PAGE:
Anyone highly-skilled in two valuable fields will always be in demand. This is self-evident. Hiring for a jack-of-all-trades profile as a hedge against uncertainty, or some attempt to make a role more appealing, will cause problems. If it’s really a business analyst that’s needed — with pay on offer to match — then hiring for a bunch of other attributes at the same time would make it seem like there’s a shortage, when there are in fact plenty of business analysts out there wondering why employer keep wanting them to know Scala.


Data Scientist – The sexiest job of the 21st century?

The role of the data scientist directly stems from the field of data science, with the latter term having existed for over 30 years.

Initially, the term was used by Peter Naur in 1960 as a substitute for computer science. Naur, a Danish computer science pioneer and Turing award winner, took another step forward in taking ‘data science’ mainstream with the 1974 publication of Concise Survey of Computer Methods.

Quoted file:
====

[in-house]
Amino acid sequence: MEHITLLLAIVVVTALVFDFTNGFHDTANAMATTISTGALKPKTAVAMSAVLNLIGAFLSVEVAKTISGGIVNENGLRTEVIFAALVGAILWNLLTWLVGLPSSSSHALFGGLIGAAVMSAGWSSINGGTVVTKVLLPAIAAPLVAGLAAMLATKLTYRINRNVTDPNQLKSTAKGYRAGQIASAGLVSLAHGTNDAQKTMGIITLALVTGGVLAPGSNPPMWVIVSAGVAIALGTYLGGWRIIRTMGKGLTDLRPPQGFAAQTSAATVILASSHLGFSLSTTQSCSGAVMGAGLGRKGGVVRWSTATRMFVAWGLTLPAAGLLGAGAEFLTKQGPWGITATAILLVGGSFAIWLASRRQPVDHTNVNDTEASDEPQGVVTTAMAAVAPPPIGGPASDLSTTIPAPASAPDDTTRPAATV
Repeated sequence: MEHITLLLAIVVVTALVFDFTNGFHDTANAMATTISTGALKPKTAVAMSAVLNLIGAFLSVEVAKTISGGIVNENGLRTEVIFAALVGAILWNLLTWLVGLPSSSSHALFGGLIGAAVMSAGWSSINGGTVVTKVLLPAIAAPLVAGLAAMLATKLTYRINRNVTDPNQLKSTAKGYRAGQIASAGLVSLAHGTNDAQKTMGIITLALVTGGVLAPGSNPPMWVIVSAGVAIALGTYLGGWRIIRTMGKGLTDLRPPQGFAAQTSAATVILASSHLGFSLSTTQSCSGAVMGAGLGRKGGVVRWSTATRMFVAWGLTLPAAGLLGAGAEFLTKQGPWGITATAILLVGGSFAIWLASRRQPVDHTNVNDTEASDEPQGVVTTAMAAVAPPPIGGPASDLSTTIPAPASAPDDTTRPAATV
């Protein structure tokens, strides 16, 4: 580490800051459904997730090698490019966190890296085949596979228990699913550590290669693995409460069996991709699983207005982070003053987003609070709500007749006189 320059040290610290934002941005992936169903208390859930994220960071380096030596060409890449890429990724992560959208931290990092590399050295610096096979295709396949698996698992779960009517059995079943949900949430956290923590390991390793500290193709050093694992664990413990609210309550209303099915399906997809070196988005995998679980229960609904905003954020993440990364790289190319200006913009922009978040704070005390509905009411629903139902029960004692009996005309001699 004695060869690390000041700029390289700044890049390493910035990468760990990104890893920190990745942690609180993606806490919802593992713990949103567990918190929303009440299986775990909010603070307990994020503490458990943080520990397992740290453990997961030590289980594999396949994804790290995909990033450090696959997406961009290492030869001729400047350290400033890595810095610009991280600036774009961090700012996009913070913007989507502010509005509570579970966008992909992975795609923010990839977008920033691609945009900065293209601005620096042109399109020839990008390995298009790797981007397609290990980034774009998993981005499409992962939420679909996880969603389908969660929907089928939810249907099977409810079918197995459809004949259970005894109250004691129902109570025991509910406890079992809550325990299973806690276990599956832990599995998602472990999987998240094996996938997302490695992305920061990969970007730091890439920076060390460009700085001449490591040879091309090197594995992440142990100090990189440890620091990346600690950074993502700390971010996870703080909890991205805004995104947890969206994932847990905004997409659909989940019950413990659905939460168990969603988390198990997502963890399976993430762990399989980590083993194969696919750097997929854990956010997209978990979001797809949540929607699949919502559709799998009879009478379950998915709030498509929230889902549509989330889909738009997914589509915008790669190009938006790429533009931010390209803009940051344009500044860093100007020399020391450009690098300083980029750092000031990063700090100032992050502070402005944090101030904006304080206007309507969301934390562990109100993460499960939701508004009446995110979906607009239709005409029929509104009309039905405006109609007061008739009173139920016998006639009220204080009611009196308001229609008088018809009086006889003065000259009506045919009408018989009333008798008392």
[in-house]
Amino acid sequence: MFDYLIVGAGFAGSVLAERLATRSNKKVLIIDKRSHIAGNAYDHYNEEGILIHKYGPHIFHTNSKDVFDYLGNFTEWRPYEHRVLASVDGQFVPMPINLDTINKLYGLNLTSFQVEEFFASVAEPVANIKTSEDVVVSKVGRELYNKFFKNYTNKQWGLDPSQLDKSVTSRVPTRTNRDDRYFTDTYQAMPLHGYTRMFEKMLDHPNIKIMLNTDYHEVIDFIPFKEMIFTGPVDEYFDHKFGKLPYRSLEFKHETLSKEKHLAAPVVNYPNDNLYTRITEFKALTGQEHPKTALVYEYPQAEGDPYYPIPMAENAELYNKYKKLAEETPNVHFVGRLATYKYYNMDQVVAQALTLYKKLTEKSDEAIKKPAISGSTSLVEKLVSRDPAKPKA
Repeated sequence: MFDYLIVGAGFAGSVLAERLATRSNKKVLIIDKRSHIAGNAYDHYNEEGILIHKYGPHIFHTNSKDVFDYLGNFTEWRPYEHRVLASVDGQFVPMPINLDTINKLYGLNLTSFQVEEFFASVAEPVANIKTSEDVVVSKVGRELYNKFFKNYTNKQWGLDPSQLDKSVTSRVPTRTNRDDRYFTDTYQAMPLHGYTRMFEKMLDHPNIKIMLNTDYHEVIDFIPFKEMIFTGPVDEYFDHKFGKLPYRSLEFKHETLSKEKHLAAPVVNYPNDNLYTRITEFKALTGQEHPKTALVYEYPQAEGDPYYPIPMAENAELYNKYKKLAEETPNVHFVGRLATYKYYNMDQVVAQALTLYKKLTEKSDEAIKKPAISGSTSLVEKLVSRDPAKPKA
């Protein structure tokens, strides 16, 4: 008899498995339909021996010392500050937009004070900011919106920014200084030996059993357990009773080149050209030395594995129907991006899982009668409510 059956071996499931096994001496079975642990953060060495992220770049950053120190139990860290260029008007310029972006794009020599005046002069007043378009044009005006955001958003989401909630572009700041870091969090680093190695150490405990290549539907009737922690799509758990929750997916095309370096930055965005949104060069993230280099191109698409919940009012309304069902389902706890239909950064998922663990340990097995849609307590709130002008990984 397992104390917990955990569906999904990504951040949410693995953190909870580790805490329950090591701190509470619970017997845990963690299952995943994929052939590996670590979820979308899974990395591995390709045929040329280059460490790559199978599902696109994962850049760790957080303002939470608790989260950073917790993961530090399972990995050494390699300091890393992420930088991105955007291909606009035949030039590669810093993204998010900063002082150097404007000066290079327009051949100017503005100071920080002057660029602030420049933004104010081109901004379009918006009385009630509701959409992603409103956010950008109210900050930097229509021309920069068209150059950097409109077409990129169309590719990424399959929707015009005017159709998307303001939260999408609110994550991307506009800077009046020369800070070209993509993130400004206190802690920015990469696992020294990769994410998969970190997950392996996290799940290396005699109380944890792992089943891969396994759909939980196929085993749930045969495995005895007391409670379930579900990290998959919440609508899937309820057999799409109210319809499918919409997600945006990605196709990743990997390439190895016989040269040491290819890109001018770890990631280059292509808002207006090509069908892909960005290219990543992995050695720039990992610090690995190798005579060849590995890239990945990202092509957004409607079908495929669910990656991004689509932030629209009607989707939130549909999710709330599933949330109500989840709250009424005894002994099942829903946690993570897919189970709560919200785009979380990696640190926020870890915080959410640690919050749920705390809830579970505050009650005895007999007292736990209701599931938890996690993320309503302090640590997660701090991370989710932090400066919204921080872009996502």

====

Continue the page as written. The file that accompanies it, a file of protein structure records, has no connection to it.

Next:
The term gathered traction in the IT and academic worlds, reaching a head in 2012 when the Harvard Business Review published Data Scientist: The Sexiest Job of the 21st Century. In the article, DJ Patil claimed to have coined the term ‘data scientist’ in 2008 with Jeff Hammerbacher. Patil, the former Chief Data Scientist of the United States Office of Science and Technology Policy, claims that they came up with the term after having to define their jobs on LinkedIn and Facebook.

Although the term data scientist is a stalwart of conferences, studies and reports, debate still rages over the distinction between statisticians and data scientists.

Many still argue that there is no distention at all, arguing that ‘data scientist’ is lacking in any clear definition.

However, those backing data scientists as clearly separate from statisticians argue that the former has to have much more business acumen than the latter and is an evolution from business analytics.

Looking at the differences between the two roles, data scientists are often required to produce answers in days rather than months and present those answers in dashboards. Statisticians, on the other hand, present results in papers or reports.